At Shutter Speed
As far as the world is concerned, Matty is one of hundreds missing in the crackdown. Amnesty classifies him as a prisoner of conscience, but between shooting, imprisoning, and brutalizing every journalist and dissident they can get their hands on, Egypt denies they have him. Reporters Without Borders says ‘Missing, whereabouts and welfare unknown’. The network that sent him to Cairo washed their hands of the whole thing as soon as the first ransom demand came in. ‘Due to Mr. Cahill’s status as a freelance journalist, we regret that we are unable to provide further assistance. Mr. Cahill was advised of the need to provide his own kidnap insurance’. Most of our friends think he’s dead, which isn’t a possibility I’m willing to consider. At least not out loud. But in the lonely, small hours of the night, sometimes I wake up talking to his ghost.
The fact is, the ‘kidnap insurance’ Matty was supposed to buy cost more than the assignment paid. He covered the Syrian Civil War in Russian surplus body armor he bought on Craigslist. We both knew the risks. But not getting Matty back means accepting a world where journalism is expendable. Even the truth itself. If fighting that makes me crazy, then so be it.
I found this tiny apartment after he disappeared, a one-bedroom off Columbus Circle. A bay window overlooks the street, floor to ceiling bookcases in the hall, filled with framed photos and books, plus dozens of sandpipers Matty had carved out of driftwood while we were shacked up with my parents. He’d spend hours watching them dart along the shore, lost in his thoughts.
Oops, like me. Late for work.
I’m wearing his favorite T-shirt, which doesn’t smell like him anymore, but I pretend it does. I slip it off, then throw on a navy skirt suit—the universal female junior associate attire. It’s my suit of armor, defense against the whispers that I only have a job because of my dad, but it can’t stop me from feeling like a fraud on the inside. Silly old Leah can’t even get the Egyptian Government to answer her inquiries anymore.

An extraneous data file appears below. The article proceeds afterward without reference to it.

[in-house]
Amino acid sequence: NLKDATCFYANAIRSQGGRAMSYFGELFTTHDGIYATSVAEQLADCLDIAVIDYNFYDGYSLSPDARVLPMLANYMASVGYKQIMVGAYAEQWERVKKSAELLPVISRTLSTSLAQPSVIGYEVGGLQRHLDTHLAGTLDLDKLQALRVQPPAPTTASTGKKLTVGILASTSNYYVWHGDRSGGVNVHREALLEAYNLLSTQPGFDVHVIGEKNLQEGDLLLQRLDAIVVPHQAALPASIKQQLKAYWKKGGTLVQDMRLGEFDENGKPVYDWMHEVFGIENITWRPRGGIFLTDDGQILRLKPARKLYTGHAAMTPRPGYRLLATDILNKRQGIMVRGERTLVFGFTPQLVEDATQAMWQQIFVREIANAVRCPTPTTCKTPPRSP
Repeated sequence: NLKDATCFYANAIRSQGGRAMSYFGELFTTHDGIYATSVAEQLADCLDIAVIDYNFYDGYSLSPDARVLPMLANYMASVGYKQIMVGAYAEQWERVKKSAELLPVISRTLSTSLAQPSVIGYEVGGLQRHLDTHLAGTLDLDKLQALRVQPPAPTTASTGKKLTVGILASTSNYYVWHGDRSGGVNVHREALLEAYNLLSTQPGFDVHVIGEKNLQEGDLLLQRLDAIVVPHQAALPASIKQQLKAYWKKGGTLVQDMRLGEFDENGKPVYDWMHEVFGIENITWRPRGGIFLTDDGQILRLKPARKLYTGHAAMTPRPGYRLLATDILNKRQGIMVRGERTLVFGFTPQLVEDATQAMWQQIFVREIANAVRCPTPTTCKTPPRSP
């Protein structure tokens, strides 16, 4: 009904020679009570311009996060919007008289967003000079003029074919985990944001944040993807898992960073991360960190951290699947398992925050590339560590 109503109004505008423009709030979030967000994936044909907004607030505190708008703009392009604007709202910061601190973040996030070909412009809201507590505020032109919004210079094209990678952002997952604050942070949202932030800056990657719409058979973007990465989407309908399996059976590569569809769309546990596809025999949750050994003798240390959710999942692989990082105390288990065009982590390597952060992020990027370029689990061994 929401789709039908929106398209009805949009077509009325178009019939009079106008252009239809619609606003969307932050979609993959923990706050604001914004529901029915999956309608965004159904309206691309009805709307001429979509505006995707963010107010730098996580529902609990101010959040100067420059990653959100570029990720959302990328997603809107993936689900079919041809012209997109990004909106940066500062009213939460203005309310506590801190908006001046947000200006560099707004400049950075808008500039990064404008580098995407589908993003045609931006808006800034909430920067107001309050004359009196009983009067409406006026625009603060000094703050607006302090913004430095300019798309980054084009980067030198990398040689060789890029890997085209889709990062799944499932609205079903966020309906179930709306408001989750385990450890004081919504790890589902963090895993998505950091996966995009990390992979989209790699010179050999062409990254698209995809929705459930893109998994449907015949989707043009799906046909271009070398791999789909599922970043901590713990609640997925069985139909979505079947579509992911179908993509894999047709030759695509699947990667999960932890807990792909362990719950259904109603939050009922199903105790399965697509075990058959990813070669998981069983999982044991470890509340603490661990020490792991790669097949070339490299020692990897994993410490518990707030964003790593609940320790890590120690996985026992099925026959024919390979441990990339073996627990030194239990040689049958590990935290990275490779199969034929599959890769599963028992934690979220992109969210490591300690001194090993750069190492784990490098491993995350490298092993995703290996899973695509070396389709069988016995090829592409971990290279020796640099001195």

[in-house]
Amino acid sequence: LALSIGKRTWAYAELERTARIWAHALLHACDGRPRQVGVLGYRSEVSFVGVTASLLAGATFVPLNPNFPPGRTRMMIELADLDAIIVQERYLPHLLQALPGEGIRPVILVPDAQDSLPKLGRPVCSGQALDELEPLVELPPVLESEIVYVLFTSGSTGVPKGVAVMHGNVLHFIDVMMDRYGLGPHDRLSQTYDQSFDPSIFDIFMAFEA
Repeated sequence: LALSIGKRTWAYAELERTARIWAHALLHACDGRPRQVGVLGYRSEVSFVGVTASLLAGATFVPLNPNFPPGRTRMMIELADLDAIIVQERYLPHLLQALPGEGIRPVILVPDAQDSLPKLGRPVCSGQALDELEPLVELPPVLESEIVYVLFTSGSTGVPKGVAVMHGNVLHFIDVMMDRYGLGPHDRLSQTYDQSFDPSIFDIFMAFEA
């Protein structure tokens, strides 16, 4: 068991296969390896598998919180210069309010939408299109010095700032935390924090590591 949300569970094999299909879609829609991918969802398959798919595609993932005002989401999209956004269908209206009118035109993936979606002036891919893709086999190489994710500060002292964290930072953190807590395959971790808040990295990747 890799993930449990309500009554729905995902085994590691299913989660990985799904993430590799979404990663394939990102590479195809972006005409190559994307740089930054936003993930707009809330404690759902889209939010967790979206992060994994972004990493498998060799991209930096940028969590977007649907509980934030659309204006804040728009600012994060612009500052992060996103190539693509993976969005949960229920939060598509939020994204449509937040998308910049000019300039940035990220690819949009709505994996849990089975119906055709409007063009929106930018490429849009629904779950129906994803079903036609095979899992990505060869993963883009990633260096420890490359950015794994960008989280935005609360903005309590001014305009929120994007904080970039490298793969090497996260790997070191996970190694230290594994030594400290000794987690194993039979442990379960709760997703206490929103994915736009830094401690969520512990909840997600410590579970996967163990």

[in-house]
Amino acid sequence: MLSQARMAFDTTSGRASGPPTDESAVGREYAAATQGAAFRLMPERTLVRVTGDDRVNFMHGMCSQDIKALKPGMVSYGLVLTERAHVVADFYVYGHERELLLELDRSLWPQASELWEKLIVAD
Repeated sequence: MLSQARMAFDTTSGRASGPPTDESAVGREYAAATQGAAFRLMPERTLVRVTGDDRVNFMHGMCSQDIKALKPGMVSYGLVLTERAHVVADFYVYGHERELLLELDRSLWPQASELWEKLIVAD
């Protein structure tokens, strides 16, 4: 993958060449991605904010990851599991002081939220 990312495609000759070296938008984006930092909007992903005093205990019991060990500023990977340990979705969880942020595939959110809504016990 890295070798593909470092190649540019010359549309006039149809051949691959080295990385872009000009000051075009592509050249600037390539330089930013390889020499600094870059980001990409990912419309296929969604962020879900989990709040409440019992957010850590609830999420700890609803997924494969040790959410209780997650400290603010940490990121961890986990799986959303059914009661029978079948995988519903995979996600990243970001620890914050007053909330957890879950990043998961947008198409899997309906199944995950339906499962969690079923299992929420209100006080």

After grabbing a pair of heels, I run out the door. Though I know Matty would yell at me for doing it, I leave it unlocked. I always do. Just in case.
The days after he vanished are a blurred nightmare, stumbling through fields of bodies in the makeshift morgues, until my visa got revoked and the State Department threw me on a plane home. The first thing I did was call the firm to let them know I couldn’t take the job. Not with Matty’s trail growing colder by the second. One of the founders, Julie Coventry, who’d clerked for my dad back in the day, picked my ass off the floor and drove me to the bar herself. ‘Pull it together. You’ll need your license. You’ll need our resources. You’ll need advice. This is not the time to go it alone.’
Junior associates at God & Coventry—nicknamed for either the other founder’s legal reputation or the fact he’s approximately six thousand years old—carry between fifteen and twenty cases. Including Matty, I have thirty-two. It’s partly because immigration attorneys who speak passable Arabic are few and far between, partly because the administration hasn’t met an immigrant it doesn’t want to deport, and partly because I begged for the extra work. If I stop moving, I’ll drown.
What it means on this particular day is that I have to be at the courthouse by eight a.m. to ambush a judge who makes a game of hiding from lawyers who need his signature, because if I’m not, one of my thirty-two clients will be deported to his home country and killed. I have to be at the firm by nine a.m. to meet with Julie for my thrice-delayed performance review, which is about to get delayed a fourth time because I have to go and prostrate myself in front of Senator Nance to get Immigration to stop sitting on a different asylum petition that’s about to expire. Which would undoubtedly go better if I hadn’t lost it with him last week over a ‘sanctuary city’ defunding provision he caved on, because apparently, refugees are only worth saving if they’re victims or saints instead of ordinary, flawed people like the rest of us. Basically? It’s going to be a fun morning.
Brushing raindrops from my hair, I sprint up the courthouse steps, after spotting Judge Lawrence Q. Underwood skulking behind the Civil War monument by the south entrance. It’s judiciary-only, which means I have to use the western entrance, take my chances with the pervy security guard because his line is invariably shorter, and then catch Underwood before he reaches his office, because the lawyer-hating architect who designed the courthouse thought it would be great to have separate corridors for judges, juries, defendants and attorneys, so none of us ever have to talk to each other. Except when we do. Which Underwood finds hilarious.
Panting, I catch the old coot as he ducks into the sixth-floor men’s room. With peaked grey eyebrows, bowed legs and an overstuffed belly, he’s a chimera of a horned owl and a basset hound. He waves his copy of the Post. “Nature calls, Counselor. You’ll have to wait.”
I debate following him, but rumor has it the last attorney who did found his client on a plane to Uganda an hour later. “Your honor, it won’t take a minute,” I say, pushing the door a crack. “I just need a signature.”
All I get is a fart and a whistle. To the tune of the United Airlines theme song.
“I’ll be outside, your honor.”